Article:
Listening to Art

04.06: Gustave Courbet, Portrait of Adolphe Marlet

Download (MP3).

Listening to Art, by William Denton.

Volume four, number six: Portrait of Adolphe Marlet by Gustave Courbet.

Hello, and welcome to Listening to Art. I’m William Denton.

Many artists are political. In volume one number six, for example, Barnett Newman was quoted saying that “if my work were properly understood it would be the end of state capitalism and totalitarianism.” However, it is rare for artists to appear in histories of political movements. Courbet is one who does. He was close friends with the anarchist Pierre-Joseph Proudhon, and his involvement in the short-lived Paris Commune of 1871 led to jail time and ultimately his exile from France.

I quote from Demanding the Impossible: A History of Anarchism by Peter Marshall (pp. 438–439):

While anarchism showed its ugliest and most destructive side in the terrorist acts at the end of the nineteenth century in France, it also inspired many artists and writers in its most creative form. Gustave Courbet of course had been a friend of Proudhon who had argued that art must have a moral and social purpose, and that it should be “an idealist representation of nature and ourselves with the aim of perfecting our species physically and morally.” The view was shared by Courbet who depicted the life of the poor, and it eventually contributed to the theory of social realism. Courbet in his famous Burial at Ornans tried to negate the ideal of Romanticism and arrive at the emancipation of the individual. He became a member of the Commune and responsible for artistic policy; as a result he was involved in the decision to demolish the Vendôme Column in Paris, a symbol of Napoleon’s military dictatorship.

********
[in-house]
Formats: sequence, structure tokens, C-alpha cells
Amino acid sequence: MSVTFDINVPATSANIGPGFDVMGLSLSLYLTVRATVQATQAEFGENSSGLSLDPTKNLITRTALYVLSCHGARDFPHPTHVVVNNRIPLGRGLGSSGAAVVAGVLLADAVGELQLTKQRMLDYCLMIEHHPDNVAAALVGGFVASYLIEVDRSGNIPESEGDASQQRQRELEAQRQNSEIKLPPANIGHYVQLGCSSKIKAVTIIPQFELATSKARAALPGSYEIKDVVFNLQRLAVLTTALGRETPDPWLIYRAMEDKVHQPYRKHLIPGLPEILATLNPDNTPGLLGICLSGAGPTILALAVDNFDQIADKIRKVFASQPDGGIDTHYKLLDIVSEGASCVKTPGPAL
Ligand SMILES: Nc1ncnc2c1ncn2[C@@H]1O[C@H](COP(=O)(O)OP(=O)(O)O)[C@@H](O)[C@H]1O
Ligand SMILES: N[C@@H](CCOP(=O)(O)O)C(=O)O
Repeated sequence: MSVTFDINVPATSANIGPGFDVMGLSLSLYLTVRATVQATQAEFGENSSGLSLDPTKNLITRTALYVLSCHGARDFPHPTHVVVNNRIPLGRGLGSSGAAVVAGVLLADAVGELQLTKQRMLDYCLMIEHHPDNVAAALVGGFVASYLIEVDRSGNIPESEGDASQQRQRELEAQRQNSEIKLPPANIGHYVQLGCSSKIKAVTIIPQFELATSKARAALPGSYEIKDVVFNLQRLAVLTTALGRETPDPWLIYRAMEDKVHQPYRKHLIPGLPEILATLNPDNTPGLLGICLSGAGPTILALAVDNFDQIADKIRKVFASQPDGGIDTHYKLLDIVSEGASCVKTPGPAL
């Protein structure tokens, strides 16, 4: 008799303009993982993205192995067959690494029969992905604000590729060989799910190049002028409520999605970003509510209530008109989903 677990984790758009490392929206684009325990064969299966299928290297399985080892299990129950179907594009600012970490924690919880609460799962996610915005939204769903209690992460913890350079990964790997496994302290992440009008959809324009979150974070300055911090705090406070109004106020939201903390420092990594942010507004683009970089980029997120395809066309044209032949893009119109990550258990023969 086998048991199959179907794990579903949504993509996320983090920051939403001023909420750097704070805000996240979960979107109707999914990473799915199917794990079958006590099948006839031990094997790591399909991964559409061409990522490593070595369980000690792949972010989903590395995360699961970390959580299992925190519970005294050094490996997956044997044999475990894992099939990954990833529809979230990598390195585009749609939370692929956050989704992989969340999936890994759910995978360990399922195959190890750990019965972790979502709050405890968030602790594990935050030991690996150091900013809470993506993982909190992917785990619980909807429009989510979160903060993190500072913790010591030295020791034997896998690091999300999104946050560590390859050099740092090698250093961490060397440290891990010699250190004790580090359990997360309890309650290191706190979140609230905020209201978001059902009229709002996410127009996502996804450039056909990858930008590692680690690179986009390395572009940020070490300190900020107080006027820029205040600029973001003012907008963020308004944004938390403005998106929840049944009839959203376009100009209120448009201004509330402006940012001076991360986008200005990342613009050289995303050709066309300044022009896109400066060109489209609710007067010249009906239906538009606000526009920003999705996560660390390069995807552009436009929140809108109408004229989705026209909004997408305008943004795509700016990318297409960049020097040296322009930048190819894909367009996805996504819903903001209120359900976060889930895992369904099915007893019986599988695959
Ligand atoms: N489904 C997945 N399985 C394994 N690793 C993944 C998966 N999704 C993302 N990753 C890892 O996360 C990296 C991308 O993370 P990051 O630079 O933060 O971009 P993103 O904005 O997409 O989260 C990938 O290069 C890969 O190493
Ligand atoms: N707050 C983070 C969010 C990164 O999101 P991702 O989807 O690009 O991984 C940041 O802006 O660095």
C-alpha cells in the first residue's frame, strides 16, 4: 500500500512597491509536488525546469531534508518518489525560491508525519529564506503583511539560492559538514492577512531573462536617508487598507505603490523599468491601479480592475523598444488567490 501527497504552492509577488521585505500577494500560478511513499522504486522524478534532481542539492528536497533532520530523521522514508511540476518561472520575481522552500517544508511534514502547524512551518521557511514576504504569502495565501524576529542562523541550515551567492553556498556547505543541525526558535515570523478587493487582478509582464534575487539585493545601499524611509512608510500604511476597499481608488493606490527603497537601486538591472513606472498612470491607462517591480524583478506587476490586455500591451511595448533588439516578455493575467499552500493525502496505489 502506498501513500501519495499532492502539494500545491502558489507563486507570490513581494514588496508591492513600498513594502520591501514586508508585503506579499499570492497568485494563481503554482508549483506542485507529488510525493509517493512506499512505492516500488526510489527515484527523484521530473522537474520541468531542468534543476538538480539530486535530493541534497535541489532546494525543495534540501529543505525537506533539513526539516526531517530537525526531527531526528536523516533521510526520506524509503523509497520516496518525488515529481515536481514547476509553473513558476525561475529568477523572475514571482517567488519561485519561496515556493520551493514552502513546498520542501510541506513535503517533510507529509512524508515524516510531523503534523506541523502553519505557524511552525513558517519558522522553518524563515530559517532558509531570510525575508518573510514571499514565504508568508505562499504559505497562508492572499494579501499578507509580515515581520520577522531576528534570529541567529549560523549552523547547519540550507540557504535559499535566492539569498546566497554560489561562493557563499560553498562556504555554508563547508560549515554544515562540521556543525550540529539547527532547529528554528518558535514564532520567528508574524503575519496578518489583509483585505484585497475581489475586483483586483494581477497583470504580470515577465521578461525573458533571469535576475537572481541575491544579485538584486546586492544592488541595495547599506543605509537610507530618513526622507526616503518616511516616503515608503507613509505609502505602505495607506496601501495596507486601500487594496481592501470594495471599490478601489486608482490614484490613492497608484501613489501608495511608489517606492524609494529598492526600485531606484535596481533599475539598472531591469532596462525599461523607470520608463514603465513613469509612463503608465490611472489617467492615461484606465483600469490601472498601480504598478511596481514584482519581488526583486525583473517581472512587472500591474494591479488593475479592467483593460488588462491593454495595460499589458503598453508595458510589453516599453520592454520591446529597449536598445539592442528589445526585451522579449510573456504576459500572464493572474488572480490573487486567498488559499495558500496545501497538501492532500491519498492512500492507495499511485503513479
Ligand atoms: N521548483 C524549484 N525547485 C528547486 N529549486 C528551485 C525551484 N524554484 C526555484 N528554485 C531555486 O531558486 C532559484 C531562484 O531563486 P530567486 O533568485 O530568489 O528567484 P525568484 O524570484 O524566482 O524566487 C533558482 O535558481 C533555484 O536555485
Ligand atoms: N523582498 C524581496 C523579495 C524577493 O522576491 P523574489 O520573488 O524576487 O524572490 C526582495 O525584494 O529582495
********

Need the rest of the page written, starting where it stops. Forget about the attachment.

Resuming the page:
This is a painting, oil on canvas, 46 cm wide by 56 cm high.

Now let’s listen to Portrait of Adolphe Marlet by Gustave Courbet, recorded at the National Gallery of Ireland, in Dublin, on 22 December 2017.

Waveform of the field recording.

That was Portrait of Adolphe Marlet by Gustave Courbet. I hope you enjoyed listening to it as much as I did.

For more information and links to things I’ve mentioned, please visit

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All web sites accessed as of date of publication.

Denton, William. “Barnett Newman, Day One.” Listening to Art 01, no. 06 (01 August 2017).

Marshall, Peter. Demanding the Impossible: A History of Anarchism. London: Fontana, 1993.

National Gallery of Ireland. “Portrait of Adolphe Marlet.” National Gallery of Ireland.

Wikipedia, s.v. “Gustave Courbet,”

⸻, s.v. “Paris Commune,”